MacDonald River Hatchets: Tracking Sources in the Hawkesbury-Hunter Regions
23rd November 2014
In Australia, ground-edged stone hatchets (stone axes) were noted historically as being amongst the items exchanged between Aboriginal communities. Hatchets often traveled long distances from their raw material sources to their find spots suggesting the existence of long-distance exchange systems. The project presented here explores whether igneous artefacts from Macdonald River MR /1 rockshelter, which have been identified with hatchet-making and/or modification, reflect part of an exchange system within and beyond the Hawkesbury and Hunter regions of eastern New South Wales, and whether there were changes over time in the sources of rocks used. Early European settlers described the ‘Boree Track’, with its numerous associated engraved and pigment images, as an important Aboriginal ceremonial and exchange route between the Hawkesbury and Hunter Valleys. MR /1, excavated by David Moore in the 1970s, is a large rockshelter site near the southern end of the Boree Track with occupation dating back to c.6500 years. Archaeological evidence for the manufacture and modification of ground-edged hatchets is found in levels dating to the last c.3500 years. As part of David Moore’s 1981 study, geologist David Branagan suggested the sources of rocks from which ground-edged hatchets were made were in the northern fringes of the Hunter Valley and the New England region. We have used pXRF technology to seek matches between the MR /1 artefacts to potential geological sources. Our results indicate that several different sources of rock were used, but that a large proportion of the artefacts match basalts from Peats Ridge/Popran Creek in the adjacent Mangrove Creek Valley. This basalt was present throughout the MR /1 sequence.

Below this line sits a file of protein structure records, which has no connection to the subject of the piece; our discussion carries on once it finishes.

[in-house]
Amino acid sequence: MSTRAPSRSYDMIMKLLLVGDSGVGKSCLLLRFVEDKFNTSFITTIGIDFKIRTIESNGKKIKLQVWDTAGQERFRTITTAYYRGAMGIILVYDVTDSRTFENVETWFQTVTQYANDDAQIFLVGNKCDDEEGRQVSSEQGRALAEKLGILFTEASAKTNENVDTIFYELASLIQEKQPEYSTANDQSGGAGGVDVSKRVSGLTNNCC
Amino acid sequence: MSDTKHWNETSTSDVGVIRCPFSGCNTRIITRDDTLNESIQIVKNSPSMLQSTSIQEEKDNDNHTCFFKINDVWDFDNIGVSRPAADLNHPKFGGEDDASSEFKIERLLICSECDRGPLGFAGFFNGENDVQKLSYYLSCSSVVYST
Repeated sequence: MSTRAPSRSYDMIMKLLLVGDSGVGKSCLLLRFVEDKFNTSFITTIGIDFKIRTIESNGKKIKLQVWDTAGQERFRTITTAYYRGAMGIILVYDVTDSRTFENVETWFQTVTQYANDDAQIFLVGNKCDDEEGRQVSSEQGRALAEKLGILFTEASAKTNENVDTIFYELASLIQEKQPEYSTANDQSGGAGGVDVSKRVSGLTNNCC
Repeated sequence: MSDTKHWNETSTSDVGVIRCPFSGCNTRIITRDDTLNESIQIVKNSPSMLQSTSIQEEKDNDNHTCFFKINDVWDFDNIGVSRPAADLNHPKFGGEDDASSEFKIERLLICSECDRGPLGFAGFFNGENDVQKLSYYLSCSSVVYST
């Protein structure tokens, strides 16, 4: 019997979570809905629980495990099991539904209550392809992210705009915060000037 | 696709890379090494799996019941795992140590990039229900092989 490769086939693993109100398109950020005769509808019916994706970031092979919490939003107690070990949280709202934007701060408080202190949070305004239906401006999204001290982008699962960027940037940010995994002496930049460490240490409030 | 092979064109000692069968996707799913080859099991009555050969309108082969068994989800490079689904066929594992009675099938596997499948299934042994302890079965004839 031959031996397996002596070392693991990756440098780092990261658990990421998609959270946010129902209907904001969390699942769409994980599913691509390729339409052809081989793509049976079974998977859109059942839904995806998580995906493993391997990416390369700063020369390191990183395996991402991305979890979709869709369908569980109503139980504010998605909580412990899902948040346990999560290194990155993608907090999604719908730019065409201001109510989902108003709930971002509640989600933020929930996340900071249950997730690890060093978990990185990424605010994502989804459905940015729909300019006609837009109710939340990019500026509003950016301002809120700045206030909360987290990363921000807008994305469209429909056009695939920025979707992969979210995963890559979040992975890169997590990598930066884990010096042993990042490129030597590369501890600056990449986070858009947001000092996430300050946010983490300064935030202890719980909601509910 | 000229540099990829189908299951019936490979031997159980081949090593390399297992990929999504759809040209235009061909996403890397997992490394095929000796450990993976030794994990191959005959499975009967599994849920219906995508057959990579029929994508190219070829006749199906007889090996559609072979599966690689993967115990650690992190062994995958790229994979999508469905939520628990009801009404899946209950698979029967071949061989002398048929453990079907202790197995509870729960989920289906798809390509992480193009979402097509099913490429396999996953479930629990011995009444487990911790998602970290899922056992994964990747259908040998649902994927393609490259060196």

Citation for this poster:
Bryant, R., V. Attenbrow, P. Grave, L. Sutherland, R. Pogson, H. Watt, T. Corkill, and K. Stokes 2014 MacDonald River Hatchets: Tracking Sources in the Hawkesbury-Hunter Region. Poster Presented at the AAA/ASHA Annual Conference, 1-3 December, Cairns.
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